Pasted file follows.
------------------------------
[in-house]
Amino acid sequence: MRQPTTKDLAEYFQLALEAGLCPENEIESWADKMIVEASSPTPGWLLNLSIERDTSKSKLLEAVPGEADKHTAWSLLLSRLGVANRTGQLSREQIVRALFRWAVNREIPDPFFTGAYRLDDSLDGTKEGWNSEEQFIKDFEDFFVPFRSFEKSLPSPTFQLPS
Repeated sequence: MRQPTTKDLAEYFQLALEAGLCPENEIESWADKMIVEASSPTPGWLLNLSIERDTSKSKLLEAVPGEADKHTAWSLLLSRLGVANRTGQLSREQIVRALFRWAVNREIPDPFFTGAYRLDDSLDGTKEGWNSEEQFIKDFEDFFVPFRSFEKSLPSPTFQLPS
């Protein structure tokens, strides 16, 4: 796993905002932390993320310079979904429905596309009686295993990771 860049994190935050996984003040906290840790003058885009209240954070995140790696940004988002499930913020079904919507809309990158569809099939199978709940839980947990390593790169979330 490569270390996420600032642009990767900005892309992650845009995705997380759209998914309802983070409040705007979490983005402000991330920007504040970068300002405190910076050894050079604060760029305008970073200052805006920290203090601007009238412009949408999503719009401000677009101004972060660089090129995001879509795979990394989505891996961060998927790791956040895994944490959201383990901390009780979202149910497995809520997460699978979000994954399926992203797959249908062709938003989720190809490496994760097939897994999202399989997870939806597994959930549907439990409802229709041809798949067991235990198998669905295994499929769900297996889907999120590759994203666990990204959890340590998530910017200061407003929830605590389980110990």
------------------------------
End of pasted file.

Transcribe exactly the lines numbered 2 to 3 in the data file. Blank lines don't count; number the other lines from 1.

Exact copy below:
Amino acid sequence: MRQPTTKDLAEYFQLALEAGLCPENEIESWADKMIVEASSPTPGWLLNLSIERDTSKSKLLEAVPGEADKHTAWSLLLSRLGVANRTGQLSREQIVRALFRWAVNREIPDPFFTGAYRLDDSLDGTKEGWNSEEQFIKDFEDFFVPFRSFEKSLPSPTFQLPS
Repeated sequence: MRQPTTKDLAEYFQLALEAGLCPENEIESWADKMIVEASSPTPGWLLNLSIERDTSKSKLLEAVPGEADKHTAWSLLLSRLGVANRTGQLSREQIVRALFRWAVNREIPDPFFTGAYRLDDSLDGTKEGWNSEEQFIKDFEDFFVPFRSFEKSLPSPTFQLPS